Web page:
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  1. #1
    Registered User
    Join Date
    Sep 2012

    1000 Cordura vs 1050d Ballistic

    I am curious: Why does TB still use 1000d cordura for some bags, rather than the ballistic 1050 which he seems to be phasing in? I am thinking specifically about the Brain bag and Synapse here. Curiously, the Smart Alec used both fabrics.

    I own and love my co-pilot and aeronaut, both in the wonderful 1050d. I am not clear what the advantages are of the 1000 fabric...

    Also, I am looking for and cannot locate a thread comparing the Synapse and Smart Alec for one-bag travel.
    THANKS for the info.

    p.s. Tom - Any plans to actualize the "Pilot" (slightly larger co-pilot)?

  2. #2
    Registered User
    Join Date
    Sep 2012
    Answered my own question:
    Tom Bihn writes, "There are two significant technical differences between cordura and ballistic nylon. First, ballistic is a "filament" yard, vs cordura which is texturized. This means ballistic nylon yarns are smooth & slick; cordura yarns are slightly fuzzy, actually discontinuous, more like a natural fiber. This gives cordura somewhat higher abrasion resistance, while the ballistic has higher tear strength. However, in both fabrics the tear strength and the abrasion resistance are so much higher than necessary, the end-user will seldom if ever experience any difference between cordura and ballistic. The other technical difference is that ballistic is two-ply weave, which means two 1050 denier yarns are woven as one. This mostly impacts the look of the fabric, not so much it's utility, but it pretty much is what people like about ballistic nylon.
    Some other differences: ballistic is harder to dye, hence many manufacturers use only black (we reject a lot of ballistic nylon because of bad color, streaks, etc.); because cordura has more texture than ballistic, it frays less at the cut edge. With modern coatings on the backsides of the fabrics, this is typically not a problem these days, but it used to be. We finish 100% of any exposed internal seams on all of our bags, ballistic or cordura, so don't sweat that on with a TOM BIHN bag.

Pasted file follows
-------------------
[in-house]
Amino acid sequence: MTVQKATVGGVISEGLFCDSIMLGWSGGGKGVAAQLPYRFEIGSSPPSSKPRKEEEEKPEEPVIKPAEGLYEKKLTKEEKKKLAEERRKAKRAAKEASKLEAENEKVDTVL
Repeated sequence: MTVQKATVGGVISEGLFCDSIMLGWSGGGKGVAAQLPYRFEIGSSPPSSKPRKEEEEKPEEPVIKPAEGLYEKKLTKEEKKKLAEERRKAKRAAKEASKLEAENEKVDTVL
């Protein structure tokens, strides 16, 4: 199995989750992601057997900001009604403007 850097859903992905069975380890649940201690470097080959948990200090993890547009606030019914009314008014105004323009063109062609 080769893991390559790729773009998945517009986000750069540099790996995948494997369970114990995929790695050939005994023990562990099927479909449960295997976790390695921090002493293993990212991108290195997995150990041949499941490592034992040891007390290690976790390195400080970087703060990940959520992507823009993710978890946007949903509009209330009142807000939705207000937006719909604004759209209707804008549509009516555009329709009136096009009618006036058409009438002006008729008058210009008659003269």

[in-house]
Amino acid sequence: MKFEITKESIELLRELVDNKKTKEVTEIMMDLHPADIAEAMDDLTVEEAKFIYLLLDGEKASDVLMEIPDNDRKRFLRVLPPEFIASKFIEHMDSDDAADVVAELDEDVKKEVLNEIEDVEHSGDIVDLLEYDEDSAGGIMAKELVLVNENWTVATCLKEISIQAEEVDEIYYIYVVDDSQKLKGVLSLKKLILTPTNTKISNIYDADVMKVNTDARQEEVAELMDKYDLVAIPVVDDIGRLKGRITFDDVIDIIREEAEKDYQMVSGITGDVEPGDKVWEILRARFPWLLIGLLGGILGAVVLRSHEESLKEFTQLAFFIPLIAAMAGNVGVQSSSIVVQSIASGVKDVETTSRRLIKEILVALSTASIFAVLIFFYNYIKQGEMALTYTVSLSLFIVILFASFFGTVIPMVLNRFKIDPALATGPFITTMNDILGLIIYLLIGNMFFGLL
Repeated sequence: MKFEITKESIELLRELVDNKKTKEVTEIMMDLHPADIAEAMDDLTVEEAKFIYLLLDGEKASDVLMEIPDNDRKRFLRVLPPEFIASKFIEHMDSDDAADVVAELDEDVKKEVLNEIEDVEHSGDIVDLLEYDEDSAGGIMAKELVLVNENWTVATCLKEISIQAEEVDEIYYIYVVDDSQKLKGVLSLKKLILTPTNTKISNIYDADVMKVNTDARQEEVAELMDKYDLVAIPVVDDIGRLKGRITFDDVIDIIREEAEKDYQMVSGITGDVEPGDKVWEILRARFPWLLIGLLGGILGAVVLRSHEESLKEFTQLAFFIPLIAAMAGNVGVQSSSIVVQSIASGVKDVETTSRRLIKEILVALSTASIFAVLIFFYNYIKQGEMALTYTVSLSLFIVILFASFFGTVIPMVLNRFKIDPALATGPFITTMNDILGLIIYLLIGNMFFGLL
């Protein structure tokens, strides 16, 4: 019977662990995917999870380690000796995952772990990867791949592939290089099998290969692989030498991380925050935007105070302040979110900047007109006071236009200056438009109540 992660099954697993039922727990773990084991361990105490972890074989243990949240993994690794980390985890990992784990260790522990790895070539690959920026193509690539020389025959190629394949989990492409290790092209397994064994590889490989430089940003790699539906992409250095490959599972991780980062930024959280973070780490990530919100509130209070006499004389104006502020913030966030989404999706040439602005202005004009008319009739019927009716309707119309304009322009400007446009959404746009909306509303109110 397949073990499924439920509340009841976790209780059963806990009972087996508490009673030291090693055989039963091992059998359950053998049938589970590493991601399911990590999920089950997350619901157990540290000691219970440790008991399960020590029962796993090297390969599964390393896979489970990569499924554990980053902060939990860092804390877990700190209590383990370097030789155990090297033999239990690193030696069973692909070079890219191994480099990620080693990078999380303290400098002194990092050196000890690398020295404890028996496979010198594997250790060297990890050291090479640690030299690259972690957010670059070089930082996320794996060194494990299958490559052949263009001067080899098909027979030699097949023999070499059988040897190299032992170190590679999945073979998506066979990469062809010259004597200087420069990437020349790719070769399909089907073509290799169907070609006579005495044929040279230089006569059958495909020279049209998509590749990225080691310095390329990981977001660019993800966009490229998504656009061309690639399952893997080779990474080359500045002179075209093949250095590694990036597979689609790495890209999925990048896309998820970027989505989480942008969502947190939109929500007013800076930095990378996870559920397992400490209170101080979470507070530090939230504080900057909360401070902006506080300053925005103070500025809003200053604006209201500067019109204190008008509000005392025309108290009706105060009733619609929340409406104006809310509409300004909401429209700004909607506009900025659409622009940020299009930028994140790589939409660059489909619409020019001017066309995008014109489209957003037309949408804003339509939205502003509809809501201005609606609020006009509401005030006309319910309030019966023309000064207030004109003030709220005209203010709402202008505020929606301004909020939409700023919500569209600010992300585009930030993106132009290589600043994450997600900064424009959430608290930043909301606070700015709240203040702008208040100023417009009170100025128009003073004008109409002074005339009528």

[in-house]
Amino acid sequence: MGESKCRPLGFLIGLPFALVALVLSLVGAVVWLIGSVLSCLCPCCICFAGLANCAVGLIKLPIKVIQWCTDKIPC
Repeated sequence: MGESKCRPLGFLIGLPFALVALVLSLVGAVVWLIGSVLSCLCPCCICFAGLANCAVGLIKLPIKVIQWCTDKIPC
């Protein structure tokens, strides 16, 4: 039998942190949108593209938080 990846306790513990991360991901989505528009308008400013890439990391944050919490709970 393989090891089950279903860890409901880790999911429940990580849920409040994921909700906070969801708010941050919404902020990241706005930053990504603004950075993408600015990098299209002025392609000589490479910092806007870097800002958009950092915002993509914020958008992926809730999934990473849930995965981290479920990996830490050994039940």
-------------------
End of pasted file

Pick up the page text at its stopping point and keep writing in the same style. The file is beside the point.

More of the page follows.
Aesthetically, cordura has a more natural, cotton-canvas sort of feel; ballistic has decidedly synthetic feel and look, more techy for sure.
    Also important to note here is that many of our competitors have switched to 1680 ballistic nylon. The 1680 is woven (as I understand it) from a really big 1680 denier single yarn, rather than two plies of 1050; this large yarn size makes if look like a two-ply fabric. The 1680 is made in asia and is about half the cost of 1050 ballistic, and though it may look very similar when brand new, it ages rather poorly, tending to fuzz out at any wear points. I've seen messenger bags made from 1680 ballistic that look pretty bad after only a few months of use.
    For me, while I appreciate the esthetic of the 1050 ballistic, I prefer 1000 denier cordura. My dream is to replace both fabrics with "ballistic-weave cordura": 1000 denier cordura yarns woven two-ply like ballistic. Sort of the best of both worlds. But it's super hard to find, so I wait . . .
    (Ask me what time it is and I'll tell you how to build a watch.)"

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